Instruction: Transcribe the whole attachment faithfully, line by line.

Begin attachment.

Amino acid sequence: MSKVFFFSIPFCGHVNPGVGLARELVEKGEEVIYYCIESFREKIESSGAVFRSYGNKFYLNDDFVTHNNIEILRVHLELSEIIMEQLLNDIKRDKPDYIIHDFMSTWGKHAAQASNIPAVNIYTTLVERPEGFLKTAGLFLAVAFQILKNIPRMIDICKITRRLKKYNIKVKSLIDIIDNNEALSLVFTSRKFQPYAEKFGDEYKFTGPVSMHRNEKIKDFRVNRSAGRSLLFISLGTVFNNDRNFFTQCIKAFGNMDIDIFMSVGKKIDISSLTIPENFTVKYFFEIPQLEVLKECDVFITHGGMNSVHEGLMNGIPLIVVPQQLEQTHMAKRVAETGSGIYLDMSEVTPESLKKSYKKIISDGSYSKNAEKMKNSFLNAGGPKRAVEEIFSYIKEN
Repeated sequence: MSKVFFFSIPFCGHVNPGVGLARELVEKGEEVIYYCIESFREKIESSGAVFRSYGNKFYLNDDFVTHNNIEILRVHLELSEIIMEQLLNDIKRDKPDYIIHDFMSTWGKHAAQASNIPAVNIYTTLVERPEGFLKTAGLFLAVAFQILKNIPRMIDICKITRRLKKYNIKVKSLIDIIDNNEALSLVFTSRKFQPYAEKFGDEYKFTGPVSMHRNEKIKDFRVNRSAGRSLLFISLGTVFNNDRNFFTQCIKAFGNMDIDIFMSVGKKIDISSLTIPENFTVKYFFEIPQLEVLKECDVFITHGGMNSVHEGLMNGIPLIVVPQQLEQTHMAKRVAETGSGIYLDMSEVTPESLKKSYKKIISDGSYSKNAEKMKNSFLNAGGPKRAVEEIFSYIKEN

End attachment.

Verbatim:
Amino acid sequence: MSKVFFFSIPFCGHVNPGVGLARELVEKGEEVIYYCIESFREKIESSGAVFRSYGNKFYLNDDFVTHNNIEILRVHLELSEIIMEQLLNDIKRDKPDYIIHDFMSTWGKHAAQASNIPAVNIYTTLVERPEGFLKTAGLFLAVAFQILKNIPRMIDICKITRRLKKYNIKVKSLIDIIDNNEALSLVFTSRKFQPYAEKFGDEYKFTGPVSMHRNEKIKDFRVNRSAGRSLLFISLGTVFNNDRNFFTQCIKAFGNMDIDIFMSVGKKIDISSLTIPENFTVKYFFEIPQLEVLKECDVFITHGGMNSVHEGLMNGIPLIVVPQQLEQTHMAKRVAETGSGIYLDMSEVTPESLKKSYKKIISDGSYSKNAEKMKNSFLNAGGPKRAVEEIFSYIKEN
Repeated sequence: MSKVFFFSIPFCGHVNPGVGLARELVEKGEEVIYYCIESFREKIESSGAVFRSYGNKFYLNDDFVTHNNIEILRVHLELSEIIMEQLLNDIKRDKPDYIIHDFMSTWGKHAAQASNIPAVNIYTTLVERPEGFLKTAGLFLAVAFQILKNIPRMIDICKITRRLKKYNIKVKSLIDIIDNNEALSLVFTSRKFQPYAEKFGDEYKFTGPVSMHRNEKIKDFRVNRSAGRSLLFISLGTVFNNDRNFFTQCIKAFGNMDIDIFMSVGKKIDISSLTIPENFTVKYFFEIPQLEVLKECDVFITHGGMNSVHEGLMNGIPLIVVPQQLEQTHMAKRVAETGSGIYLDMSEVTPESLKKSYKKIISDGSYSKNAEKMKNSFLNAGGPKRAVEEIFSYIKEN